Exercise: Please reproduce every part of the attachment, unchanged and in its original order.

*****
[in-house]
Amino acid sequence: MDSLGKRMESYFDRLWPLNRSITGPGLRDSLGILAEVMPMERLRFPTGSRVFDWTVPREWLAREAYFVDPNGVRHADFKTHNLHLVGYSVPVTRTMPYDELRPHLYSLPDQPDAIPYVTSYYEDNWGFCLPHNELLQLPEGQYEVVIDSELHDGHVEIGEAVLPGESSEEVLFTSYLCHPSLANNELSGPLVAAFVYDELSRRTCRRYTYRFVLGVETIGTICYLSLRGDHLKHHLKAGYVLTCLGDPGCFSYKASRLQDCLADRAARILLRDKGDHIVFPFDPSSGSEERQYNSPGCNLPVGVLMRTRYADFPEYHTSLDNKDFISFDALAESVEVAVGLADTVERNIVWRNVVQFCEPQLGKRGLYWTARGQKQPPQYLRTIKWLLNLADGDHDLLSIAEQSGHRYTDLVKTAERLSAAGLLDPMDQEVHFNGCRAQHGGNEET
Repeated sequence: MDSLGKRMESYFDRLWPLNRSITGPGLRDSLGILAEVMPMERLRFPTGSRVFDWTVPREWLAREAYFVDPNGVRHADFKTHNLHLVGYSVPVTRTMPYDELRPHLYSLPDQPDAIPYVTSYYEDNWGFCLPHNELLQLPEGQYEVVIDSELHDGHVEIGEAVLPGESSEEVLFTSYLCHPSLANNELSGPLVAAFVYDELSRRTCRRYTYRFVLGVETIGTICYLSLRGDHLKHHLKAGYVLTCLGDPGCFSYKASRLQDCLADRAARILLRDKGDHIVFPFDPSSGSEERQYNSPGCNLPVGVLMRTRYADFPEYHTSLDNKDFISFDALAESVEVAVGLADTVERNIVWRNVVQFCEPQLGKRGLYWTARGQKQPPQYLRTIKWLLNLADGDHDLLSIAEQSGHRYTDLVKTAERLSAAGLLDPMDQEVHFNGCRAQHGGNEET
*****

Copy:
[in-house]
Amino acid sequence: MDSLGKRMESYFDRLWPLNRSITGPGLRDSLGILAEVMPMERLRFPTGSRVFDWTVPREWLAREAYFVDPNGVRHADFKTHNLHLVGYSVPVTRTMPYDELRPHLYSLPDQPDAIPYVTSYYEDNWGFCLPHNELLQLPEGQYEVVIDSELHDGHVEIGEAVLPGESSEEVLFTSYLCHPSLANNELSGPLVAAFVYDELSRRTCRRYTYRFVLGVETIGTICYLSLRGDHLKHHLKAGYVLTCLGDPGCFSYKASRLQDCLADRAARILLRDKGDHIVFPFDPSSGSEERQYNSPGCNLPVGVLMRTRYADFPEYHTSLDNKDFISFDALAESVEVAVGLADTVERNIVWRNVVQFCEPQLGKRGLYWTARGQKQPPQYLRTIKWLLNLADGDHDLLSIAEQSGHRYTDLVKTAERLSAAGLLDPMDQEVHFNGCRAQHGGNEET
Repeated sequence: MDSLGKRMESYFDRLWPLNRSITGPGLRDSLGILAEVMPMERLRFPTGSRVFDWTVPREWLAREAYFVDPNGVRHADFKTHNLHLVGYSVPVTRTMPYDELRPHLYSLPDQPDAIPYVTSYYEDNWGFCLPHNELLQLPEGQYEVVIDSELHDGHVEIGEAVLPGESSEEVLFTSYLCHPSLANNELSGPLVAAFVYDELSRRTCRRYTYRFVLGVETIGTICYLSLRGDHLKHHLKAGYVLTCLGDPGCFSYKASRLQDCLADRAARILLRDKGDHIVFPFDPSSGSEERQYNSPGCNLPVGVLMRTRYADFPEYHTSLDNKDFISFDALAESVEVAVGLADTVERNIVWRNVVQFCEPQLGKRGLYWTARGQKQPPQYLRTIKWLLNLADGDHDLLSIAEQSGHRYTDLVKTAERLSAAGLLDPMDQEVHFNGCRAQHGGNEET